I was responsible for the research and the results. I really was feeling the stress and the jet lag and I had heartburn non-stop from the first day here.

    We arrived at the village and our team was introduced by the microfinance agent to a group of a dozen women who were her clients. After a few minutes of conversation the women gathered and sat down, with the field agent, on the ground in a large circle. Two researchers stationed themselves behind the agent while the rest of us positioned ourselves around the perimeter of the circle. I turned on the video camera and thought “Whew! We’ve been prepping this for nearly a month and now we’ll finally get to make some interesting discoveries!” But then I spent the next half hour struggling to stay focused, to listen to the conversation and watch the exchange between a woman and the field agent. Then some amount of self-awareness seeped into my head: “The breeze feels so good, gosh! I’m so exhausted, I could go to sleep right now…let me see, it’s 11ish at night in Portland…Ohh! I promised I’d call my wife today!”

    Without thinking, I pulled out my cell phone and looked to see if I had a signal. To my surprise I had one bar! By walking away from the group towards a little rise I could get 2-3 bars which was good enough!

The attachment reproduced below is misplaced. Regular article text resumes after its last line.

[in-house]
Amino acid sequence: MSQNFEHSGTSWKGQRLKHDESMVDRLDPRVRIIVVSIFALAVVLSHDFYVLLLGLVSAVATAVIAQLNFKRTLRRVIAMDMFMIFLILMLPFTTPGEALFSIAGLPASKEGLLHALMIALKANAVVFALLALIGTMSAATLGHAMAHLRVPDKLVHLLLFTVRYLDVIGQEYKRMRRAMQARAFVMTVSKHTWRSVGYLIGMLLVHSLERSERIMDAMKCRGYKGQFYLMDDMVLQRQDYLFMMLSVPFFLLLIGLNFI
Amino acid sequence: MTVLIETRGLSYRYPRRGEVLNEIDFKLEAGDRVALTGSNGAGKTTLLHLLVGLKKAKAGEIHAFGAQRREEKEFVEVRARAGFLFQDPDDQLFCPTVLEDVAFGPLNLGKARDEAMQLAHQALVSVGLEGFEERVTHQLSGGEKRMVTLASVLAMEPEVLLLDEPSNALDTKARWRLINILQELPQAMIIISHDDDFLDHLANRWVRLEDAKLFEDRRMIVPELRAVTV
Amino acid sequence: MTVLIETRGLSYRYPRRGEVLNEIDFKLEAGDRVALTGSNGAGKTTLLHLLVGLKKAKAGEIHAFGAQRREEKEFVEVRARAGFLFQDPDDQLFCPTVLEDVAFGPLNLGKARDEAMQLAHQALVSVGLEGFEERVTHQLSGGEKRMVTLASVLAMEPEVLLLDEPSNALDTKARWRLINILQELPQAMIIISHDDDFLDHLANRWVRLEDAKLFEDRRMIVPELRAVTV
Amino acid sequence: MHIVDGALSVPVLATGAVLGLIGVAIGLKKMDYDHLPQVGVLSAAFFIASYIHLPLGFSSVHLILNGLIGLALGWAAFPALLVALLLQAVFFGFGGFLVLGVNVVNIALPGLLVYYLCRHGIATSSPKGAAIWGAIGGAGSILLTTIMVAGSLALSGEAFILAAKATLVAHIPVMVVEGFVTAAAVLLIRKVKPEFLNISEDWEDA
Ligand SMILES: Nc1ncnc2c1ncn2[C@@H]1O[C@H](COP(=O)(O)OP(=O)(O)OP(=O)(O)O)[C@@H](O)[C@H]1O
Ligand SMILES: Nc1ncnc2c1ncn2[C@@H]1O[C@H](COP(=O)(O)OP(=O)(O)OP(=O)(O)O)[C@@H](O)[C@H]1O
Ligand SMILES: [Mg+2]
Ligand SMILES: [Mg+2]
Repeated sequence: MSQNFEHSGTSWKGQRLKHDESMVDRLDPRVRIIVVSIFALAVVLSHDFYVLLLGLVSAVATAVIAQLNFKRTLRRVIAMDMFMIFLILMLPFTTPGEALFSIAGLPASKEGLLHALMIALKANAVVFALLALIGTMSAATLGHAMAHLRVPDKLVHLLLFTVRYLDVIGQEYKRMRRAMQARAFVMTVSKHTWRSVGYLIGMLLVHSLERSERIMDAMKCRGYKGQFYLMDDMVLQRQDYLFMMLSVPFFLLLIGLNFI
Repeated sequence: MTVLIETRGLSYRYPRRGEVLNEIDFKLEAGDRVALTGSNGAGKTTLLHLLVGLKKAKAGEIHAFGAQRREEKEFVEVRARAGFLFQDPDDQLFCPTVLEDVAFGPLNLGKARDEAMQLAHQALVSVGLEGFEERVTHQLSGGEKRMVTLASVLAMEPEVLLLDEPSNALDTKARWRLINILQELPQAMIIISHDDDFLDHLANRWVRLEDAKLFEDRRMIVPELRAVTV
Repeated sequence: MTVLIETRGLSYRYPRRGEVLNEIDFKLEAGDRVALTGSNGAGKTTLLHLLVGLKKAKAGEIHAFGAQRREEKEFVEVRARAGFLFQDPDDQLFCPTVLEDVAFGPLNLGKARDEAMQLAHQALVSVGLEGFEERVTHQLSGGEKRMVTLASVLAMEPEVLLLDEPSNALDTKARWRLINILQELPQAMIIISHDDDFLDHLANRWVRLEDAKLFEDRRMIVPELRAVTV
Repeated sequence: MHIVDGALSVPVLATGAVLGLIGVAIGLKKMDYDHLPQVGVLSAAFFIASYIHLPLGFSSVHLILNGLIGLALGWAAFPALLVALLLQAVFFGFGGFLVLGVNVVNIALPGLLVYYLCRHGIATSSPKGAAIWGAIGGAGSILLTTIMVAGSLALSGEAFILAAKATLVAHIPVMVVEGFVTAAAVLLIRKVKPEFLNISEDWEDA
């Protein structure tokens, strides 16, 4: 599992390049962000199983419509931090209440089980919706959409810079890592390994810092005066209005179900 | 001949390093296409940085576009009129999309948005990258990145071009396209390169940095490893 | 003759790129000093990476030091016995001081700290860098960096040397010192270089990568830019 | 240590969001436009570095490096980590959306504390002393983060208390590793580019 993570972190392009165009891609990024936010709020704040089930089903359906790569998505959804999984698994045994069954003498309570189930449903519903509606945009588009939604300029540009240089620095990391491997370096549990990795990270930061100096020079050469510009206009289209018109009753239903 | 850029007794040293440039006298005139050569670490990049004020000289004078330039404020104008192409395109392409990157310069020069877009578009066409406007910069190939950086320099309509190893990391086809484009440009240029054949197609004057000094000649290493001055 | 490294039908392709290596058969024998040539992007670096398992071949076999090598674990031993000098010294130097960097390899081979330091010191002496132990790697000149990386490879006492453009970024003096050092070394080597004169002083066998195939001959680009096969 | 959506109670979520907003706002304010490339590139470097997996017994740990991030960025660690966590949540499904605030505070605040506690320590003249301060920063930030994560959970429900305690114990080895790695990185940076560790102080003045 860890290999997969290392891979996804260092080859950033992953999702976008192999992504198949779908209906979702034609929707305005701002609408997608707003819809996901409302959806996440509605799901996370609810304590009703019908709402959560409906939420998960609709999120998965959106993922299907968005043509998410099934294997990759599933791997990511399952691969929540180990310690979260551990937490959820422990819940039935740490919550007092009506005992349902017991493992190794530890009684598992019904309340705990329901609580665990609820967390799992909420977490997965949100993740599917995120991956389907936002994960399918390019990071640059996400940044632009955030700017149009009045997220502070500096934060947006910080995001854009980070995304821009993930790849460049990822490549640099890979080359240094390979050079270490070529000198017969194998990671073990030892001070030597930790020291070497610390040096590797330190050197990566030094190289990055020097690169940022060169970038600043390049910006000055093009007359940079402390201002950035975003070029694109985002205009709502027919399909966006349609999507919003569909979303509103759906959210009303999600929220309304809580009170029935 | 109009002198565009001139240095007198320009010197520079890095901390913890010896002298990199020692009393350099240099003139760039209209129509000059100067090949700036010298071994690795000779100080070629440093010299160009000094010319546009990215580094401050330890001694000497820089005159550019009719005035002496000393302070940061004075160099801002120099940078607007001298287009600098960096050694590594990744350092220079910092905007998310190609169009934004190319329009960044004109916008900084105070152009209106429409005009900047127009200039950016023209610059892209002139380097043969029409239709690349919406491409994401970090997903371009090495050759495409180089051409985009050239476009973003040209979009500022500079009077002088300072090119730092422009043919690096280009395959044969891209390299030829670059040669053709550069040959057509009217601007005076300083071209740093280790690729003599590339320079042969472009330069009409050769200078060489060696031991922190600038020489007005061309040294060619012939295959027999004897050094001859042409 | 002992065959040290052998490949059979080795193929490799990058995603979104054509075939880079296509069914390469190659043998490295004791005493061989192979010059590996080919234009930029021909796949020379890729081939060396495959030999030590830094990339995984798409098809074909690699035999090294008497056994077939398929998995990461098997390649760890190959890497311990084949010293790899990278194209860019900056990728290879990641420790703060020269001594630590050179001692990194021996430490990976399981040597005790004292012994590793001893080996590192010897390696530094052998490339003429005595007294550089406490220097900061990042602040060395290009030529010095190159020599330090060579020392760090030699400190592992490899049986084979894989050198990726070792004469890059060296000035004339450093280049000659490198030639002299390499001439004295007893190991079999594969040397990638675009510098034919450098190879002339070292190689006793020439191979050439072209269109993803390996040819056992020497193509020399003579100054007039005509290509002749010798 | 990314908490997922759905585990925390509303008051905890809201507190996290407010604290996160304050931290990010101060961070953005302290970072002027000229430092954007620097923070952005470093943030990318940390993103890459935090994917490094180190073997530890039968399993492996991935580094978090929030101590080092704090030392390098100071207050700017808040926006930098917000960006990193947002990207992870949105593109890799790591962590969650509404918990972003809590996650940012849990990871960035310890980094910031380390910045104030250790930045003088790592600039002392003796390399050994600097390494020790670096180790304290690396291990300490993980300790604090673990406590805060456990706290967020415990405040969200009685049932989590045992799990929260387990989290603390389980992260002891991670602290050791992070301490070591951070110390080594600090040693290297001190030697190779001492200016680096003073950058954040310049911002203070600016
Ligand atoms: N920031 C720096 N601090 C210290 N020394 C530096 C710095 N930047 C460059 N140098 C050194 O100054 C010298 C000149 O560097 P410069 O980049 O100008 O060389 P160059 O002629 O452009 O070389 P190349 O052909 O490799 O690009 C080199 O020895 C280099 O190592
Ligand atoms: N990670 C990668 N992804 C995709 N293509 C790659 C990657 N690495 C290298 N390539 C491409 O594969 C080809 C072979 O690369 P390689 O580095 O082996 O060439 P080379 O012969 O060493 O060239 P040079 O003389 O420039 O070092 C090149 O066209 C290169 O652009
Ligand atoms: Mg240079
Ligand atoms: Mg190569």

It was good to hear my wife’s voice. I closed my eyes while talking with her for about five minutes, like I was only a block away. I felt calm relief return.

    But then my eyes popped open, because with the relief came a realization, triggered by my ability to connect to my wife halfway around the world while I’m in the African back country, gazing at a group of women sitting in the grass under the shade of a huge tree, with puffy white clouds against a bright blue sky. It was surreal and so powerful. I experientially understood our mission: to connect the people here to the world in a way that would make their everyday lives better, as was happening to me in the moment. Suddenly I was re-energized and fully present. Throughout the rest of the trip I kept coming back to relive this experience. It kept me energized, engaged and focused, no matter how exhausted I felt. I honestly believe it made a positive difference in what we discovered, what we surmised and in our final designs.